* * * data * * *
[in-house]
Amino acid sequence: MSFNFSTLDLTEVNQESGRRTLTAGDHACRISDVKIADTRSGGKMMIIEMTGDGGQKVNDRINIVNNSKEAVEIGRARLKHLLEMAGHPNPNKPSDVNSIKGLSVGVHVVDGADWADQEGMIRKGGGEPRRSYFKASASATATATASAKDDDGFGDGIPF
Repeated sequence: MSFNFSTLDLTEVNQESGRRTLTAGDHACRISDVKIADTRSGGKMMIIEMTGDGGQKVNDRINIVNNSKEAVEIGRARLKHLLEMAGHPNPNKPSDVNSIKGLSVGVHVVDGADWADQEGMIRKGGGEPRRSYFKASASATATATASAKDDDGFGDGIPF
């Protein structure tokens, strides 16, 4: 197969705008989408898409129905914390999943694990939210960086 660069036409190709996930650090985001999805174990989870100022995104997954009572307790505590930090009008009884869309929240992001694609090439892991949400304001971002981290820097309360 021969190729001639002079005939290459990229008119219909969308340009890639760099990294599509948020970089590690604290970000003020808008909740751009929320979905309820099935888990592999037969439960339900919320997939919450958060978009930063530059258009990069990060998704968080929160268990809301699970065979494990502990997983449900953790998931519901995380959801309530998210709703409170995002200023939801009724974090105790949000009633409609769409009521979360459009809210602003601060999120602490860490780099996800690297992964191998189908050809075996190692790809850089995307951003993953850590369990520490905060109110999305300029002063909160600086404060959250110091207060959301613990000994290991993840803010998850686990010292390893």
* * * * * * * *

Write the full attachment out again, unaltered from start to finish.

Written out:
[in-house]
Amino acid sequence: MSFNFSTLDLTEVNQESGRRTLTAGDHACRISDVKIADTRSGGKMMIIEMTGDGGQKVNDRINIVNNSKEAVEIGRARLKHLLEMAGHPNPNKPSDVNSIKGLSVGVHVVDGADWADQEGMIRKGGGEPRRSYFKASASATATATASAKDDDGFGDGIPF
Repeated sequence: MSFNFSTLDLTEVNQESGRRTLTAGDHACRISDVKIADTRSGGKMMIIEMTGDGGQKVNDRINIVNNSKEAVEIGRARLKHLLEMAGHPNPNKPSDVNSIKGLSVGVHVVDGADWADQEGMIRKGGGEPRRSYFKASASATATATASAKDDDGFGDGIPF
């Protein structure tokens, strides 16, 4: 197969705008989408898409129905914390999943694990939210960086 660069036409190709996930650090985001999805174990989870100022995104997954009572307790505590930090009008009884869309929240992001694609090439892991949400304001971002981290820097309360 021969190729001639002079005939290459990229008119219909969308340009890639760099990294599509948020970089590690604290970000003020808008909740751009929320979905309820099935888990592999037969439960339900919320997939919450958060978009930063530059258009990069990060998704968080929160268990809301699970065979494990502990997983449900953790998931519901995380959801309530998210709703409170995002200023939801009724974090105790949000009633409609769409009521979360459009809210602003601060999120602490860490780099996800690297992964191998189908050809075996190692790809850089995307951003993953850590369990520490905060109110999305300029002063909160600086404060959250110091207060959301613990000994290991993840803010998850686990010292390893």